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Aluminum Foil Hats Will Not Stop "Them" 433

Otter writes "A study at MIT has found that aluminum foil headwear ("Among a fringe community of paranoids..the protective measure of choice against invasive radio signals") actually amplifies certain frequency bands allocated to the US government, as well as a mobile phone range, and is largely ineffective through the rest of the radio spectrum. But we can we trust the study, or are They controlling the researchers?"
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Aluminum Foil Hats Will Not Stop "Them"

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  • An interesting thing (Score:4, Interesting)

    by 2.7182 ( 819680 ) on Thursday November 10, 2005 @03:41PM (#14000635)
    Certain psychotic people seem to focus on the aluminum hat / radio waves are controlling me thing. It is quite universal. What is it that makes it a common theme ?
  • by TheMeuge ( 645043 ) on Thursday November 10, 2005 @03:51PM (#14000794)
    When I was doing my psychiatry rotation they explained that paranoia is usually relative to the cultural environment in which the person was brought up. For people who grew up in cities, the "government conspiracy" paranoia is most common. For those who were brought up in rural areas, the "aliens" conspiracy is most widespread. And obviously for those who were brought up religiosly, "demonic possession" is the price element of paranoia. Obviously most real cases are mixes of these, but it is easy to see that people get their paranoid ideations from the fears that are most prevalent in their environment.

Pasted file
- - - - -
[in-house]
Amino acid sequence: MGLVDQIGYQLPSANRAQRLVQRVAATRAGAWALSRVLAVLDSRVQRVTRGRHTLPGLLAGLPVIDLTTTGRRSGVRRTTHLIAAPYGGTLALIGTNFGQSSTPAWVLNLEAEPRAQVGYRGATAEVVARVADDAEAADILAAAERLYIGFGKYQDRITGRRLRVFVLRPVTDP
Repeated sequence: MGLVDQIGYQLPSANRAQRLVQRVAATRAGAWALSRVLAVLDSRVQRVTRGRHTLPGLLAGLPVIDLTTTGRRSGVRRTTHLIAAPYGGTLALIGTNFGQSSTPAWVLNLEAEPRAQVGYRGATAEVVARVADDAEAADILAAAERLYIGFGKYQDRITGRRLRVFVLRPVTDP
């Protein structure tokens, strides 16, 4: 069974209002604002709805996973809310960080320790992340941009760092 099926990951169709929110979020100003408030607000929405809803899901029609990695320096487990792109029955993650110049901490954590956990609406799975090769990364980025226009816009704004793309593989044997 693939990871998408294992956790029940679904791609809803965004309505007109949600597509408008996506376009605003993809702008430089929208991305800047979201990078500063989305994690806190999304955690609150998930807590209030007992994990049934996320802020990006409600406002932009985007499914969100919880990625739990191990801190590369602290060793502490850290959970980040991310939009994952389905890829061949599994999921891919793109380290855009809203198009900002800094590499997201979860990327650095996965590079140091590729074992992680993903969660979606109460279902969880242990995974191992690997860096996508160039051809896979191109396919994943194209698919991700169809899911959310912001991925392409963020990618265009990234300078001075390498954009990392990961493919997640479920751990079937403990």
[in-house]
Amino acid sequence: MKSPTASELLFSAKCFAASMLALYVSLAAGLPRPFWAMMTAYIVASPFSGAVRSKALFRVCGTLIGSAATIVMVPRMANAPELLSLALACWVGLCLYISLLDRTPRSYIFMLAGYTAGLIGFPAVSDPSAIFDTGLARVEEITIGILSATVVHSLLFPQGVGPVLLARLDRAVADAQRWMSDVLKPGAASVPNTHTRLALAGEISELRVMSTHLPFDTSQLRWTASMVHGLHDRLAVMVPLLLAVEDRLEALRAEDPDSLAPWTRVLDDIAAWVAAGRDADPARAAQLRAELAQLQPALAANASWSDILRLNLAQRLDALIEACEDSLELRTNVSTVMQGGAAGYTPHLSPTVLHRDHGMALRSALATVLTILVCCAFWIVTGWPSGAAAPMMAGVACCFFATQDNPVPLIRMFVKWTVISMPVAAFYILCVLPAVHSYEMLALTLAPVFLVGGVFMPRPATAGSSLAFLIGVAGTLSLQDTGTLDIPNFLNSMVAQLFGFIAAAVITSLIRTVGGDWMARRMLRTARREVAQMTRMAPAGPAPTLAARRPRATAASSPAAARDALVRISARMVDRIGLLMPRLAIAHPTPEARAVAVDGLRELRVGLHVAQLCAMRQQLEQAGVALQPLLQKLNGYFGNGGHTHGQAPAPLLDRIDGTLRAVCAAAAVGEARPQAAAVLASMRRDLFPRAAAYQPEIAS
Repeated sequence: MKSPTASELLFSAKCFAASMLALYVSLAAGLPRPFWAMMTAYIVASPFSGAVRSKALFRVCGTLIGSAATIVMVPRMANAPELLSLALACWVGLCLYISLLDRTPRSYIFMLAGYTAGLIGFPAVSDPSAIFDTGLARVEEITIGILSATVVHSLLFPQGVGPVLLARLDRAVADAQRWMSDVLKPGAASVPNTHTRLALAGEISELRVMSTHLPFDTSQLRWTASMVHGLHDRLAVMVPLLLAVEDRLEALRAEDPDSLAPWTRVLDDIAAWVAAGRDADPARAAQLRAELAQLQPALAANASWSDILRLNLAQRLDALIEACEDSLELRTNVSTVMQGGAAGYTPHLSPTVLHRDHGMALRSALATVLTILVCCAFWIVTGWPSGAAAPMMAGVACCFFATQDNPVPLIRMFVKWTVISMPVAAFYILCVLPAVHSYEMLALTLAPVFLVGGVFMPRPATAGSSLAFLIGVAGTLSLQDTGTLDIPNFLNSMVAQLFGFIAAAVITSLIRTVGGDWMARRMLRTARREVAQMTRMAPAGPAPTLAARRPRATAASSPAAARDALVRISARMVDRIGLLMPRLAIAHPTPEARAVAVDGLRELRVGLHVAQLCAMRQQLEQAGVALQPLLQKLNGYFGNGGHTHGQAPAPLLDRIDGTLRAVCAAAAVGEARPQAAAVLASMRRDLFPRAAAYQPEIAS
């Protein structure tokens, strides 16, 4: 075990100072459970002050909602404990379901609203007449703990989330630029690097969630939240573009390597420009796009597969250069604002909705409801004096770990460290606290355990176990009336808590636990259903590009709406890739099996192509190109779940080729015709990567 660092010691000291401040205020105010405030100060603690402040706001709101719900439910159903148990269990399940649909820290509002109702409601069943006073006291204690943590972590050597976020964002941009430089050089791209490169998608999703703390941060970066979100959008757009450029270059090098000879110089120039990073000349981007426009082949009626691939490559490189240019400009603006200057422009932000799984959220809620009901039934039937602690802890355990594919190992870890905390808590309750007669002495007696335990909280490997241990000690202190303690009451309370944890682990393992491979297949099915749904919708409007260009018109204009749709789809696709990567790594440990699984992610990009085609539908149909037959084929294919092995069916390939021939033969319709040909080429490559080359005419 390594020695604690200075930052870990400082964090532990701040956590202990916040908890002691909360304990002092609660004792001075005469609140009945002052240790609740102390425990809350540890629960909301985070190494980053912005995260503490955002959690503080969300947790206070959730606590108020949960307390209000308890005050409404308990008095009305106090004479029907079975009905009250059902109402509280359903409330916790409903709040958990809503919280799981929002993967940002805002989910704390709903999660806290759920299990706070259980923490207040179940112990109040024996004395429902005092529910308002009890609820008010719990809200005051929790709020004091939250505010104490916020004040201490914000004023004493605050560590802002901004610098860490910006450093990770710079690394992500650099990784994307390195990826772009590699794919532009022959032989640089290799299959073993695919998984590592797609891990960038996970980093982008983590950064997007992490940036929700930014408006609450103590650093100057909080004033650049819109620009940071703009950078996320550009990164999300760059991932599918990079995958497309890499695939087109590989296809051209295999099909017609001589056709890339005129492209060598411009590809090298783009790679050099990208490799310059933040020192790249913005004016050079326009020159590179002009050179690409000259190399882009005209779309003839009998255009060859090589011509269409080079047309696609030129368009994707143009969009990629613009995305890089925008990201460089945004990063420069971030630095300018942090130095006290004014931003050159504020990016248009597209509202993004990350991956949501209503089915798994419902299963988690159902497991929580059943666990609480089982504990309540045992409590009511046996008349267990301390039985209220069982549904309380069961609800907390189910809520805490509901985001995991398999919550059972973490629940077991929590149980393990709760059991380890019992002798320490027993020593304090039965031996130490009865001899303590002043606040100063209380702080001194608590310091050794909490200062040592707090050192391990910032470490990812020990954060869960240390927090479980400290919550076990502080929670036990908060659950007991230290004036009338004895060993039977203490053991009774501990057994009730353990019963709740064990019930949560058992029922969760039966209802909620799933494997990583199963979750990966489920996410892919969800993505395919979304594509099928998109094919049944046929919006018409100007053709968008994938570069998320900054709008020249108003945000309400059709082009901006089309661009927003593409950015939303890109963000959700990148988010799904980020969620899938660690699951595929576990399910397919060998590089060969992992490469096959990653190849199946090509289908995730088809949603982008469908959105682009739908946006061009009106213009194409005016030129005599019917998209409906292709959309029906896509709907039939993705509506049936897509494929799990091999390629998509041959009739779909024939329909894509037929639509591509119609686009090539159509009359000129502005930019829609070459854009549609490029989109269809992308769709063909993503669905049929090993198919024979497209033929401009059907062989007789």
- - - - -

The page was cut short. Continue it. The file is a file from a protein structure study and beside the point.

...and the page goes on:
• by Anonymous Coward on Thursday November 10, 2005 @03:53PM (#14000826)
    It's just a convenient way of explaining how somebody else should be accountable for your actions. A century ago, it might have been demons controlling you through the aether. Aether is pretty much disproven and lots of people don't believe in demons, but most people believe the government and radio waves exist, and they are the obvious choice for "they" and "how", space aliens and implants being the next most obvious choice.
  • by Animats ( 122034 ) on Thursday November 10, 2005 @03:55PM (#14000845) Homepage
    We actually had occasion to use a tinfoil hat when testing the Overbot [] for the DARPA Grand Challenge. To simulate a loss of GPS signal, we put a tinfoil hat over the GPS antenna.

    Our first hat was a stainless steel mixing bowl. GPS reception continued. We were even able to get WAAS and Omnistar HP lockup with the mixing bowl on top of the antenna. []

    An actual tinfoil hat cut off more of GPS, but we could still get "single" GPS signals, although not the corrections for Omnistar.

    So the radiolocation bands really do get through.

  • by orac2 ( 88688 ) on Thursday November 10, 2005 @04:01PM (#14000931)